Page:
Weatherwatch: more El Niño events expected in future

David Hambling


New research in Nature Geoscience looks at coral records to show how the pattern of El Niño events has altered over the last four centuries.

El Niño, considered one of the most important climatic phenomena globally, involves a warming of the Pacific Ocean’s surface. The Spanish term for “The Boy”, referring to the infant Jesus, as El Niño’s effect may be most evident around Christmas. There are two types of El Niño, those in the eastern Pacific, close to South America, and those further out in the central Pacific.

As expected, the report found El Niño events have become more frequent. It also showed a change in the type.

“We used to have roughly the same number of central and eastern Pacific events,” says the lead researcher, Mandy Freund, of the University of Melbourne. “Most recently, we only have one eastern Pacific event and nine central Pacific events.”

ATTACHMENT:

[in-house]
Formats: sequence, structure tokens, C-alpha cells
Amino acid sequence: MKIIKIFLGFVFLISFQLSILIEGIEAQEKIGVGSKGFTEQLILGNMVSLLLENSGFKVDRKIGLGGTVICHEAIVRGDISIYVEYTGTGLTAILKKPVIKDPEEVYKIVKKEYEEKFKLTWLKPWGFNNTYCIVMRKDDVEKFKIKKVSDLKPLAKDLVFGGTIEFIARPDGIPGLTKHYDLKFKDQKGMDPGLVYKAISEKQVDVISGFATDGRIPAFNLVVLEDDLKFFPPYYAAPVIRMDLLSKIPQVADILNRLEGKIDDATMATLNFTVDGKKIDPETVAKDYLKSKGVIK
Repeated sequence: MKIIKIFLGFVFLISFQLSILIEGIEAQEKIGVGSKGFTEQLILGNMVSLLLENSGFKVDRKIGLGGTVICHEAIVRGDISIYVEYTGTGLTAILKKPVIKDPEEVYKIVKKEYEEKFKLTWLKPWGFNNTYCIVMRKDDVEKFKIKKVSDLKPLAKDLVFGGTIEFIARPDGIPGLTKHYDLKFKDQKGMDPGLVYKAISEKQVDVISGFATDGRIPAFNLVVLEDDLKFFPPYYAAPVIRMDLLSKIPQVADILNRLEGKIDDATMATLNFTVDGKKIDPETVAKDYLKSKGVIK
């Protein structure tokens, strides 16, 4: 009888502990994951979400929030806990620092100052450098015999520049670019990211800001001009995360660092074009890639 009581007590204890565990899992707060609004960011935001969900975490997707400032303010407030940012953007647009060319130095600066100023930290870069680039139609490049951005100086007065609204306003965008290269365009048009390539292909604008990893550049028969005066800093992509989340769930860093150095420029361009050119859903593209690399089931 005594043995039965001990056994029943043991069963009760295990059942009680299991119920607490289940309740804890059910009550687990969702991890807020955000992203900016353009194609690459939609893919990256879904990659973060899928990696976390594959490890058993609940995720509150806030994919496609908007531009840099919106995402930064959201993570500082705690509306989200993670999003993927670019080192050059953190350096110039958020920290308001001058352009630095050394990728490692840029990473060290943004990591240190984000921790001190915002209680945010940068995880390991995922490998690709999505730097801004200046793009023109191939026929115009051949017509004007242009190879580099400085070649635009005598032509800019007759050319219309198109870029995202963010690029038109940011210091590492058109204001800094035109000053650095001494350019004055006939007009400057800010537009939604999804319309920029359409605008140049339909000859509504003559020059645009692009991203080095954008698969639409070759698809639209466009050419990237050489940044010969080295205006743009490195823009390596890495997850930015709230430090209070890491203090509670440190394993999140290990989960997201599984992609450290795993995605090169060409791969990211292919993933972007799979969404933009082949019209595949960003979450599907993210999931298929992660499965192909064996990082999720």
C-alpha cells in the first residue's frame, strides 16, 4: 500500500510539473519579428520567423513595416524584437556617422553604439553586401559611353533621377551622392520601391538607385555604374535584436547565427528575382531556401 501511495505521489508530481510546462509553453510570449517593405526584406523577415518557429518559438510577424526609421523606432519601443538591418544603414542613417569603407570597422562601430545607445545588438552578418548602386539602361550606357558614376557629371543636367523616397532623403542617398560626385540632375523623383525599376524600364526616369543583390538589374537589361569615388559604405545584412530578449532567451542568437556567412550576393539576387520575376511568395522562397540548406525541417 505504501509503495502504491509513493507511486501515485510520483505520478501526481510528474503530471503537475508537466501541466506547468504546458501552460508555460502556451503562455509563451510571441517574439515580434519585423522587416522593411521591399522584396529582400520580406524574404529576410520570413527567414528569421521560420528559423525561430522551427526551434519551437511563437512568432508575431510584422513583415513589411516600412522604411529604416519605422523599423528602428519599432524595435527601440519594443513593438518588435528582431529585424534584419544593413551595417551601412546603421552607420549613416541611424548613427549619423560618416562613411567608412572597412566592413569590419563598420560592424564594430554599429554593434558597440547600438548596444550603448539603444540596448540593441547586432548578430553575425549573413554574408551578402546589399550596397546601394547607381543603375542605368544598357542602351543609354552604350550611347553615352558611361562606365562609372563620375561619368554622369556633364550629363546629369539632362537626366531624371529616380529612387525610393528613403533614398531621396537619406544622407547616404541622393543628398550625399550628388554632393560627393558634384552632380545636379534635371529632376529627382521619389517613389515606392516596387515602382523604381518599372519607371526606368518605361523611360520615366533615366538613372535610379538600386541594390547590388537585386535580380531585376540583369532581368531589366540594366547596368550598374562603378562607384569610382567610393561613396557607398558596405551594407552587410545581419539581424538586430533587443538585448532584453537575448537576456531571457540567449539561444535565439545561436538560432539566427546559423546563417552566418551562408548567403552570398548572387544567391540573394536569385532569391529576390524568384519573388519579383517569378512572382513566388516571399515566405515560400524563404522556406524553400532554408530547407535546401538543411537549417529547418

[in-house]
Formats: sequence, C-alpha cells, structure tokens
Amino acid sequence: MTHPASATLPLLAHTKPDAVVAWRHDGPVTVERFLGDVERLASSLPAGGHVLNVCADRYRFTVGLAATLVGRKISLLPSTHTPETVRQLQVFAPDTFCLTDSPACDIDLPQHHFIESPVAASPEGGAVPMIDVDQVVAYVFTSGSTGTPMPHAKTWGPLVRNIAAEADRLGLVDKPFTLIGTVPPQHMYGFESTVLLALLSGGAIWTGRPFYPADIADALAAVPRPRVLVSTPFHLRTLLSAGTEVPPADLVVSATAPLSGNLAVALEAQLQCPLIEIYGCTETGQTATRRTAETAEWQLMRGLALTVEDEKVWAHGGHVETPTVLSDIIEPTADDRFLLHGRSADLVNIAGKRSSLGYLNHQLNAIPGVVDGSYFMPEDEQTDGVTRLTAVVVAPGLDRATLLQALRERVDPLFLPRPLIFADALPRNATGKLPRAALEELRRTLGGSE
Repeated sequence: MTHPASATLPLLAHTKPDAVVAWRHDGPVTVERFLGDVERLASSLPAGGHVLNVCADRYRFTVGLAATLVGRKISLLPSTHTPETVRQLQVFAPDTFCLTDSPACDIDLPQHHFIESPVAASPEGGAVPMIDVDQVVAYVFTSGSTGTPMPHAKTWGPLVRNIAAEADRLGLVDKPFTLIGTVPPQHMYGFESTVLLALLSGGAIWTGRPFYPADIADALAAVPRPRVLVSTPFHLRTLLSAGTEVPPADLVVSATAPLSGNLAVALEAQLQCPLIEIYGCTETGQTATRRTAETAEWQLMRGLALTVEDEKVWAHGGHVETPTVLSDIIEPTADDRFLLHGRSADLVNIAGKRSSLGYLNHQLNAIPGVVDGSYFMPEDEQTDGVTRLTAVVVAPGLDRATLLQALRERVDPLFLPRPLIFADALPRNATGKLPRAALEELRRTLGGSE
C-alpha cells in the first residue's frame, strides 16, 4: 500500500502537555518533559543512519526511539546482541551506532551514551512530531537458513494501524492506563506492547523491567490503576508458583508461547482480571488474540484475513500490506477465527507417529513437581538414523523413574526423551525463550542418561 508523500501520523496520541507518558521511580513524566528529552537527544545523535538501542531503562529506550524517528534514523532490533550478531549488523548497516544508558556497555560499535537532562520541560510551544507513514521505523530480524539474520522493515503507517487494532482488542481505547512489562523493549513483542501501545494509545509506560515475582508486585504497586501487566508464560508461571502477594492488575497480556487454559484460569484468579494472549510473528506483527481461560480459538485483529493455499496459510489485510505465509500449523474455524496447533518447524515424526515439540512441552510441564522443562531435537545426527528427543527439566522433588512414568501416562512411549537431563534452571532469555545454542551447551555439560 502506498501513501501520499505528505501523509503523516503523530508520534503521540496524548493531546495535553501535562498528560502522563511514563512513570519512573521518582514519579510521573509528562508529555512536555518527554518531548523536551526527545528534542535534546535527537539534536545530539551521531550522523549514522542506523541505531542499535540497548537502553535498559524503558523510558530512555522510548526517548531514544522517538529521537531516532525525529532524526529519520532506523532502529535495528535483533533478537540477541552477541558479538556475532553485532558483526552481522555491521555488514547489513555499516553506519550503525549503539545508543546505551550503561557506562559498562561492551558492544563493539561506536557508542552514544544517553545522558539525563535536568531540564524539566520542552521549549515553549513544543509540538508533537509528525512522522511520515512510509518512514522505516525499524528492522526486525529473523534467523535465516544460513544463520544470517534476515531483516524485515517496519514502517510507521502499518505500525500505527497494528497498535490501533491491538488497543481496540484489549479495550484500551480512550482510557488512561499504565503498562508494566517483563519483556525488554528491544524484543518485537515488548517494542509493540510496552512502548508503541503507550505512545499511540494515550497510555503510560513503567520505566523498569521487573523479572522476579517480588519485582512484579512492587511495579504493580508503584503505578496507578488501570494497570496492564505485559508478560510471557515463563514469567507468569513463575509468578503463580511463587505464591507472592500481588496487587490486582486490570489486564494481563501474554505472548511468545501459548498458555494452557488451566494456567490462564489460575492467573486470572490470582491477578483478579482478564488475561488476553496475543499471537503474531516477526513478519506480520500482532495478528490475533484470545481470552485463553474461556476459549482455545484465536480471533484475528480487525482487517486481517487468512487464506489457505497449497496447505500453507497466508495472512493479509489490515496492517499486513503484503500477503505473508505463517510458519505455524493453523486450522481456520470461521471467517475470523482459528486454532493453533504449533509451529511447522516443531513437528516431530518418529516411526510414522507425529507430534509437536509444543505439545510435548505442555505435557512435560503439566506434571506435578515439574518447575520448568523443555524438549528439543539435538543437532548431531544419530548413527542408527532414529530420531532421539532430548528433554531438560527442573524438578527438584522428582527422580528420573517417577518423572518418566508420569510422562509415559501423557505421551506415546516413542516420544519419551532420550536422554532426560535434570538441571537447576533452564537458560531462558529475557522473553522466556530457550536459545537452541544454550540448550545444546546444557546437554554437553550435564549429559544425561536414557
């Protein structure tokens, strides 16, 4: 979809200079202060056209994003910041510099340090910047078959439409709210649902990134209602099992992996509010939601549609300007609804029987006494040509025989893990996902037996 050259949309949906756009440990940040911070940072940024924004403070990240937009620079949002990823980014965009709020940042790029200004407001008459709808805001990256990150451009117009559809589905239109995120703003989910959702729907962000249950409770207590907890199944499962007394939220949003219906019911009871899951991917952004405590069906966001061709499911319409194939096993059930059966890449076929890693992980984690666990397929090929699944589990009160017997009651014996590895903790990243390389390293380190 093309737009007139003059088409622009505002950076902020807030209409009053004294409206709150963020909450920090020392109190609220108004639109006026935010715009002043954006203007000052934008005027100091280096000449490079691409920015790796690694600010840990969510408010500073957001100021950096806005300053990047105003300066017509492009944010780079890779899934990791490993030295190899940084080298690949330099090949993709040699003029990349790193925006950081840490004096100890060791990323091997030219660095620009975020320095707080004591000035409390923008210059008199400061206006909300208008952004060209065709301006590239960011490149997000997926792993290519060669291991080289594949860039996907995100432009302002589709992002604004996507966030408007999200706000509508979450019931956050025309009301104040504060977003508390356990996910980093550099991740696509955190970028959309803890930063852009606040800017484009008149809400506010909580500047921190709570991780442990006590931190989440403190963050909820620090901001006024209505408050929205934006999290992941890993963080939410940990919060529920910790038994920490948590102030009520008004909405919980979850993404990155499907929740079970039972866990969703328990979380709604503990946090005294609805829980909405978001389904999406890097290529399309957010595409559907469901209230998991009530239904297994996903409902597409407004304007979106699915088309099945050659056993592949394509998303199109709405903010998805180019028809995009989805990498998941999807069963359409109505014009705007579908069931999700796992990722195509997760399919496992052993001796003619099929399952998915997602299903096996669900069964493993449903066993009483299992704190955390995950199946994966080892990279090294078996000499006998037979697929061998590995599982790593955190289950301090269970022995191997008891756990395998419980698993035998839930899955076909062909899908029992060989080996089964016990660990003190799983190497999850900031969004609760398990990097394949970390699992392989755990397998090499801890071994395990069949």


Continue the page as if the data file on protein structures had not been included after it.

Both types of events mean reduced rainfall in Asia and Australia, but the eastern Pacific version brings heavy rainfall and flooding in the Americas, while central Pacific events produce dry conditions. El Niño events also affect other weather phenomena around the globe, including cyclones and colder British winters.

The research will enable scientists to create better models to predict the effects of future El Niño events.